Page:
Speedy McDavid, shot-blocking specialist Russell lead way for Oilers

Speedy McDavid, shot-blocking specialist Russell lead way for Oilers

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As hockey players, Connor McDavid and Kris Russell could hardly be more different.

One is the fastest man in the NHL, maybe the fastest to ever play the game, and certainly the brightest and most dynamic star in the league.

The other is an under-sized, shot-blocking defenceman with the courage of a lion-tamer, who averages about four goals a season.

On Thursday, in a game the Edmonton Oilers had to win, the unlikely duo teamed up for a massive goal that gave their team the lead and gave fans at Rogers Place a chance to really celebrate for the first time in almost 154 minutes.

In hockey time, that’s an eternity.

Captain Connor leads the way

The two points the Oilers earned with Thursday’s 2-1 win over the Anaheim Ducks — Mike Cammalleri and Ryan Nugent-Hopkins scored the shoot-out goals to clinch the victory —  lifted a little weight off a lot of shoulders, fans and players alike.

HKN DUCKS OILERS 20180104

Edmonton Oilers’ Ryan Nugent-Hopkins (93) celebrates a goal against the Anaheim Ducks during the shootout at Rogers Place on Thursday. (Jason Franson/The Canadian Press)

The biggest shoulders, once again, belonged to Captain Connor, whose gaudy numbers on the night included five shots on goal, 13 of 20 faceoff wins, and more than 24 minutes of ice time. All at high speed.

“He skated a hundred miles at a hundred miles per hour,” coach Todd McLellan said of his captain.

“That’s not an easy team to play against. Connor showed tremendous leadership tonight. I thought he said, ‘Follow me, I’m going to do it right, I’m going to do it fast, and you guys come along.’ And everybody did.”

Yes, indeed, The Oilers outshot the Ducks 13-2 in the first period. Including blocked and missed shots, Anaheim directed only six pucks at Oilers goalie Cam Talbot during the first 20 minutes. Yes, the Oilers were that dominant.

But the game remained scoreless, and Oilers fans, starved for goals, likely remained nervous, until halfway through the second.

Russell scores huge goal

That’s when Milan Lucic scooped the puck in his own zone and fed a pass to McDavid. The captain raced into the Ducks zone with Jesse Puljujarvi hustling to keep up. Russell was the trailer on the play and cashed a perfect McDavid pass for his third goal of the season.

The goal snapped a scoreless stretch that included two 5-0 losses on home ice against Winnipeg and Los Angeles.

The Ducks turned up the heat in the second period, outshooting the home team 15-8. Despite some of McDavid’s world-class creative work, the Oilers just couldn’t find a way to extend their lead.

As the Ducks shifted the momentum, the Oilers not only flirted with danger, they snuggled right up to danger, kissed danger on the mouth, made a long-term commitment to date danger exclusively, took danger home to meet the parents, bought danger a promise ring.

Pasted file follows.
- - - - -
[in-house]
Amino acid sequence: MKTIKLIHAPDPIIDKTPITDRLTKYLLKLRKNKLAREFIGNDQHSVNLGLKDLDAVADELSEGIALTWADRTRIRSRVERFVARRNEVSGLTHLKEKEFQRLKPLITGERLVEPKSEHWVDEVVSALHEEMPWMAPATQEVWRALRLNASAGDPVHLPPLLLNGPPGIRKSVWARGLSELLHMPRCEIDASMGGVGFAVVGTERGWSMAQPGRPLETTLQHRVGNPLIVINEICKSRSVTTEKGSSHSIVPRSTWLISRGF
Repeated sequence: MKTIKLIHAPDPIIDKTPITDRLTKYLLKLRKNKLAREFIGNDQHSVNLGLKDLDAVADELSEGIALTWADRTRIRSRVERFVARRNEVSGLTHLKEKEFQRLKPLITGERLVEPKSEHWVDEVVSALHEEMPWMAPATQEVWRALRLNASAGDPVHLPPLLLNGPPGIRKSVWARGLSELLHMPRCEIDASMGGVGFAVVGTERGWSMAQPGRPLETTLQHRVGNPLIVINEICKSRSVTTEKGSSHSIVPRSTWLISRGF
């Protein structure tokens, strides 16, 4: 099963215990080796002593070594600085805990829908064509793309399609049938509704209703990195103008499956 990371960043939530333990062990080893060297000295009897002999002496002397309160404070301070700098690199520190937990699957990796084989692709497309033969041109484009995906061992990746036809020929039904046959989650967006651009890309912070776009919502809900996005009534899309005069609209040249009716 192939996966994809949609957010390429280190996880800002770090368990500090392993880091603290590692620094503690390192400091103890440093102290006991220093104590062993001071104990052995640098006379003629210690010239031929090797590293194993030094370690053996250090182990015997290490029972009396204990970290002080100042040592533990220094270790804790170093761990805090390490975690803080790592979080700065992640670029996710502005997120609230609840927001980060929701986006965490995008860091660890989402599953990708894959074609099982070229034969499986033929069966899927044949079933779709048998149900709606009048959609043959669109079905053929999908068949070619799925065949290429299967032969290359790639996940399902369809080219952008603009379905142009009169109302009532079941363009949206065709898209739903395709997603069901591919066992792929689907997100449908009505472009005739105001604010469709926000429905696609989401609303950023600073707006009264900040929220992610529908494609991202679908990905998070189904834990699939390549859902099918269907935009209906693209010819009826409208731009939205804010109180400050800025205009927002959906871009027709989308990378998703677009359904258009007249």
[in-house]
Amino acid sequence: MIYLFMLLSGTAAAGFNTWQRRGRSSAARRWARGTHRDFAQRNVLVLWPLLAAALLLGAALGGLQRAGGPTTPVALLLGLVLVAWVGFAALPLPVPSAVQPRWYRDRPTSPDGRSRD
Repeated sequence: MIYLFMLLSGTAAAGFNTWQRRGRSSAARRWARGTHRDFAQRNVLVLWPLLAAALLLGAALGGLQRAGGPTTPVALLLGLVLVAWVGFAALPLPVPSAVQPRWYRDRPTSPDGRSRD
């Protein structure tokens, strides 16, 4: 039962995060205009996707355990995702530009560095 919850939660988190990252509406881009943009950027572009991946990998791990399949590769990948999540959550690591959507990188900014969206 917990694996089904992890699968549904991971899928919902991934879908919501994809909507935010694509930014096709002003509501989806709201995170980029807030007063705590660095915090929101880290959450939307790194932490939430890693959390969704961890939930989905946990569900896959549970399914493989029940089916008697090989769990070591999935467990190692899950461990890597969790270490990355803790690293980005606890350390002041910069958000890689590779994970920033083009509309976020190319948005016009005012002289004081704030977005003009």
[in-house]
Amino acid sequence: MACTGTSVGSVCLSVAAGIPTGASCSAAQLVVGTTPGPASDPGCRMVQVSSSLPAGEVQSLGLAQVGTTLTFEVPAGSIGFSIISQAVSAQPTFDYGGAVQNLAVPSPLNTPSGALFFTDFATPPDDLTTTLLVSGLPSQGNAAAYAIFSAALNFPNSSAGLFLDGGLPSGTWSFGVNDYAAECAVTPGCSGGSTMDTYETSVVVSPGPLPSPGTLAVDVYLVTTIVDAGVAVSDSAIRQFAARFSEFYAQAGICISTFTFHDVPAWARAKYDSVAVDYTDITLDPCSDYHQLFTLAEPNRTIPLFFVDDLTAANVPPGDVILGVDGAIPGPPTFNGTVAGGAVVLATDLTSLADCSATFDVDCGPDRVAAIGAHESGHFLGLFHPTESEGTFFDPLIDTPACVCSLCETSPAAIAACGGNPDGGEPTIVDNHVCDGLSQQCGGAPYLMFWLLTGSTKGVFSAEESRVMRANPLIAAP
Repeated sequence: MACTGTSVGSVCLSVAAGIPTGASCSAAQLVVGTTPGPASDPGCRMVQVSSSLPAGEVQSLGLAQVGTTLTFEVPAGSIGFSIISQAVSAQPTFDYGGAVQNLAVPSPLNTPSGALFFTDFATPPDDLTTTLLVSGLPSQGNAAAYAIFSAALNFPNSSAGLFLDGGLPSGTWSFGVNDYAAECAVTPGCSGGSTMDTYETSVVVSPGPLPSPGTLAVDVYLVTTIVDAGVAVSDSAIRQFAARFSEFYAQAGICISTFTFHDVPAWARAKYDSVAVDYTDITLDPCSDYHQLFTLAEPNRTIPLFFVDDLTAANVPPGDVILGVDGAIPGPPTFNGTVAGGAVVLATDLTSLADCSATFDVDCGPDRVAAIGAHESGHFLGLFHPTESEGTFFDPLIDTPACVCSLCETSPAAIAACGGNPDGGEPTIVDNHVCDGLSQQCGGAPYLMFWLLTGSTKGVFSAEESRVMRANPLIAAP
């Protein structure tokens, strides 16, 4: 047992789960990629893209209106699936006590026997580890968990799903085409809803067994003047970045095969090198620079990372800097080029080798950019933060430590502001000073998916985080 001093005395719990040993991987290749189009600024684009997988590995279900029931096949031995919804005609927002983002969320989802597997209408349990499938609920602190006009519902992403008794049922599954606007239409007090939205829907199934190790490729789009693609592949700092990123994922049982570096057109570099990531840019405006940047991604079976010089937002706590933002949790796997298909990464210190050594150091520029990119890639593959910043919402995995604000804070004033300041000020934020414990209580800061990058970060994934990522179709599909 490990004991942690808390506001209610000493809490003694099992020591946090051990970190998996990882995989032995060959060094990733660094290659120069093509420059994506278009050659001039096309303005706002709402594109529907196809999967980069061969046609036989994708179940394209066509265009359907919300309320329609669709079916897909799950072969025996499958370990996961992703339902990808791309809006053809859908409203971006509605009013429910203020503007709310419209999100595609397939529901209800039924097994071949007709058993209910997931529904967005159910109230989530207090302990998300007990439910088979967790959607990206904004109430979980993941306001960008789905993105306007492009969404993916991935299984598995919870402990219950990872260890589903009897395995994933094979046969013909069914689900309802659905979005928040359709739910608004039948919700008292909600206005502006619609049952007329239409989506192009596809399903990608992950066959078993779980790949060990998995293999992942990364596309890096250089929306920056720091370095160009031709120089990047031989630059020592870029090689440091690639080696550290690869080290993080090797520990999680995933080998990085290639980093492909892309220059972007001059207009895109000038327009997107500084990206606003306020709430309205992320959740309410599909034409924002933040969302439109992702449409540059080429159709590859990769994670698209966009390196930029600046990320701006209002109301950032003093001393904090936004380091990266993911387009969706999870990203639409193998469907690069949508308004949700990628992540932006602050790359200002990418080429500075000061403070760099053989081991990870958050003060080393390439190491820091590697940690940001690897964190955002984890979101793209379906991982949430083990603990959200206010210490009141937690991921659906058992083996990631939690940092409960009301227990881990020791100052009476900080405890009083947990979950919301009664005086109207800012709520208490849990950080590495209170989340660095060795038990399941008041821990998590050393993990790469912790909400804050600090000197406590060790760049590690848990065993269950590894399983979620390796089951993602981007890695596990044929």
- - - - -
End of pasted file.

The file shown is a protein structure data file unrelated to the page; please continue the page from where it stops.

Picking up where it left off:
What they didn’t do was panic, or run around in circles, or revert to previous bad habits.

‘I wasn’t as anxious as maybe I’ve been in other situations.’ — Oilers coach Todd McLellan on Thursday’s 2-1 shootout win over Anaheim

“They showed signs of doing things the right way,” McLellan said. “[The Ducks] had their push, and I thought we weathered the storm pretty well. So I wasn’t as anxious as maybe I’ve been in other situations.”

Eighteen seconds into the third, the Oilers paid the price for all that danger, when Ryan Kesler tied the score on a Ducks power play.

From that point, it became a goaltending battle. Talbot and Ducks goalie John Gibson had great games and made numerous game-saving stops.

The Oilers were solid all night defensively. The power play remains sketchy, to say the least, but the penalty kill looked better than it has in recent games.

Down to one leg, but not out

Back, for a moment, to Russell, who made two memorable defensive plays in his own zone.

On the first, with his team out-manned, he sprawled on the ice to take away a passing lane that could have led to a dangerous scoring chance.

On the second, as he so often does, he blocked a wicked slap shot that clearly hurt and hobbled him. Obviously in great pain, he couldn’t get off the ice for a change. With the team pinned in their zone, Russell soldiered on for the next 30 seconds on one good leg.

Little plays like that, gutsy plays like that, help win hockey games.

“I didn’t take it on the best spot,” Russell said of that stinging shot. “[The leg] goes a little sore, it’s tough to put any weight on it.”

Late in the period, McDavid held his own Indy 500 inside the Ducks blue-line. He circumnavigated the zone so fast nine other skaters could only swivel their heads to watch. The puck eventually slipped off his stick, but McDavid had built up so much speed that though it drifted well past centre ice, he was able to retrieve it easily. The play amounted to nothing in terms of scoring chances. But the crowd applauded anyway, because that’s what fans do when they see something incredible.

“He led the way,” Russell said of the McDavid. “There’s a reason the young guy wears the C. We look for him to do a lot of things, and tonight I thought he carried the torch.”

By the way, McDavid’s assist snapped a three-game pointless streak, the longest of his career. Think about that for a minute.

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